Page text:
pubmed > TP53 > pten > 10 3

Prevalence of pathogenic variants in actionable genes in advanced ovarian cancer: a next-generation sequencing analysis of a nationwide registry study.
We examined the actionable genomic alterations in ovarian cancer by analysing the nationwide registry of next-generation sequencing (NGS) data. From March 2017 to December 2018, 16,458 patients with cancer underwent NGS testing under the interim coverage programme for NGS provided by the National Health Insurance of Korea. Among these patients, 779 patients had advanced ovarian cancer. Fifty-eight mutations were reported as pathogenic variants, which included likely pathogenic variants, and 55 theoretically actionable genes were analysed. The prevalence of pathogenic mutations in the population was 81.5%, whereas 11.6% of the population had neither a pathogenic mutation nor a variant of unknown significance. Common pathogenic mutations shared by at least 3% of the study population were mutations in TP53 (61.5%), BRCA1 (12.2%), PIK3CA (10.4%), KRAS (10.3%), BRCA2 (9.6%) and PTEN (3.7%). BRCA1/2 pathogenic mutations were found in 14.0% (42 of 300, 95% confidence interval = 10-18%) of the patients with TP53 wild-type tumours, comprising approximately one-quarter (25.9%) of the total observed BRCA1/2 pathogen mutations. At least one pathogenic mutation in a theoretically actionable gene was found in 49.2% of patients. Among patients without a BRCA1/2 pathogenic mutation, mutations were frequently observed in KRAS (12.2%), PIK3CA (10.4%) and PTEN (4.2%). PTCH1 mutations were correlated with ATM, NF1, ERBB2 and MTOR mutations (adjusted p = 0.0054, p = 0.0035, p = 0.0010 and p = 0.0003, respectively). Almost half of patients with ovarian cancer could be estimated as theoretical candidates for genomic medicine. Substantial BRCA1/2 pathogenic mutations were observed in patients not harbouring a TP53 mutation.
Publication Date: 2020-11-10
Journal: European journal of cancer (Oxford, England : 1990)

Using next-generation sequencing (NGS) platform to diagnose pathogenic germline BRCA1/2 mutations from archival tumor specimens.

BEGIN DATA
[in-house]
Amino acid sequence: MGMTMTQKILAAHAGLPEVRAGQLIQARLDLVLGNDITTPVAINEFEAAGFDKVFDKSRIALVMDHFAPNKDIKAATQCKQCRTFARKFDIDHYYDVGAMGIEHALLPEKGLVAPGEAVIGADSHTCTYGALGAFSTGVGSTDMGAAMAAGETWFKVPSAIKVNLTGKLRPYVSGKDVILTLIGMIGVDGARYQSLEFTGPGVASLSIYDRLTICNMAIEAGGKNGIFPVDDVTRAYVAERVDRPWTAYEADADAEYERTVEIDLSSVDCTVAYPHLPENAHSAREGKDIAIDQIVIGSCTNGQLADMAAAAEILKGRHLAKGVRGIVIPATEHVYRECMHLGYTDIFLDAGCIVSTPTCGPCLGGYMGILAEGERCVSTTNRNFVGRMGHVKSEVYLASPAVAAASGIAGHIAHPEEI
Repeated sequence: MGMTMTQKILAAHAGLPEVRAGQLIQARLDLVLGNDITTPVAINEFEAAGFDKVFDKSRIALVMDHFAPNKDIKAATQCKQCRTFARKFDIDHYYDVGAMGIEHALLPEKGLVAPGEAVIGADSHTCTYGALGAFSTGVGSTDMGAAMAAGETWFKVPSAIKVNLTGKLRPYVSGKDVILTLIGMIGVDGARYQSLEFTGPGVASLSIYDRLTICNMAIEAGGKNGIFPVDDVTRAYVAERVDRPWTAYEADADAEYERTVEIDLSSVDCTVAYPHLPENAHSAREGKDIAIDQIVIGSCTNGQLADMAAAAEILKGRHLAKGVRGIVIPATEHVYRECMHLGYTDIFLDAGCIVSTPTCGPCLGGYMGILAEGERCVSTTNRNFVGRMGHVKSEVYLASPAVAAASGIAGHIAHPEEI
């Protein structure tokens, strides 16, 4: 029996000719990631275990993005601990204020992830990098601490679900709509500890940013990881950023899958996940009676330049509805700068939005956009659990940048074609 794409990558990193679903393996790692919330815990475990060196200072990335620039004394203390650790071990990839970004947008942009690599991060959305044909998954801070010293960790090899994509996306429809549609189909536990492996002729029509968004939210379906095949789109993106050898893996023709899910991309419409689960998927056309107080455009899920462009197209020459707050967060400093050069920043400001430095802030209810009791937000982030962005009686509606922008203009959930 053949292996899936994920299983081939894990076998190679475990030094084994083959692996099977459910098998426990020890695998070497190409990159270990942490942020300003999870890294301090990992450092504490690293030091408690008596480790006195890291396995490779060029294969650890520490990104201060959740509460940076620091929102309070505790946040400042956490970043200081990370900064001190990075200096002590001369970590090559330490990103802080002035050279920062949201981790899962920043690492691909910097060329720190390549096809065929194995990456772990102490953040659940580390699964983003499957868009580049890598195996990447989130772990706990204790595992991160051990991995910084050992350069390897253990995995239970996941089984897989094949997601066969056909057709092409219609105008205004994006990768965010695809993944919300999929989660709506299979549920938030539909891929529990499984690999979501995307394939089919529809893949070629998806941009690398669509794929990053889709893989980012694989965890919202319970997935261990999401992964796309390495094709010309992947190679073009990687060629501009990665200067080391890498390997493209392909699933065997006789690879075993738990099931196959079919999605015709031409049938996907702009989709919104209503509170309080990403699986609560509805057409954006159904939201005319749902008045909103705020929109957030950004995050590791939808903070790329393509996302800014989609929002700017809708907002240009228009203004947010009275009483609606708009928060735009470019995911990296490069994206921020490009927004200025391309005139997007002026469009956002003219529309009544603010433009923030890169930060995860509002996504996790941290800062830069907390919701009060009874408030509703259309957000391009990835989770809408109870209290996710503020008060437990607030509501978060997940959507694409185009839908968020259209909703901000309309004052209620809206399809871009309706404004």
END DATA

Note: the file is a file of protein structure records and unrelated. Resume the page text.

Clinical genetic testing to diagnose germline mutations often requires blood sample or saliva smear from a cancer-affected individual. This rules out testing in families when cancer-affected individuals are deceased. We explored the use of a next-generation sequencing (NGS) platform to diagnose germline pathogenic mutations from tumors. Archival tumors (ovarian = 26, breast = 25, others = 9) were retrieved from 60 cancer patients who have undergone multi-gene panel blood testing. Genomic DNA was extracted and sequenced for BRCA1/2 using a NGS platform. 41/60 specimens were sequenced for 5 other genes (APC, ATM, PALB2, PTEN, TP53). Tumor testing and results interpretation were performed blinded to the blood test result. All 38 patients with no BRCA1/2 mutations on blood testing were correctly tested negative on tumor. Tumor testing correctly diagnosed BRCA1/2 pathogenic mutations in 15/22 (68%) patients while in 7/22 (32%) patients, the mutation was either detected but incorrectly classified as VUS (n = 3) or not detected at all (n = 4). Overall concordance rate for tumor and blood testing for BRCA1/2 mutations was 88%, with 0% false positive and 32% false negative rate for pathogenic mutations. Tumor testing correctly diagnosed 1/2 pathogenic germline ATM mutation, 1/1 pathogenic germline PALB2 mutation and 2/2 pathogenic germline TP53 mutations. False positive germline mutations were diagnosed in 4 genes at a rate of 2.4%-10.3% (APC = 2.4%, PALB2 = 2.4%, PTEN = 4.9%, TP53 = 10.3%). Tumor testing for BRCA1/2 germline mutations using an NGS platform is fairly reliable with no false positive findings, and correctly diagnosed more than two-thirds of pathogenic germline BRCA1/2 mutations. However, it is not reliable to diagnose pathogenic germline mutations in genes frequently mutated in sporadic cancers, such as PTEN and TP53.
Publication Date: 2019-09-05
Journal: Gynecologic oncology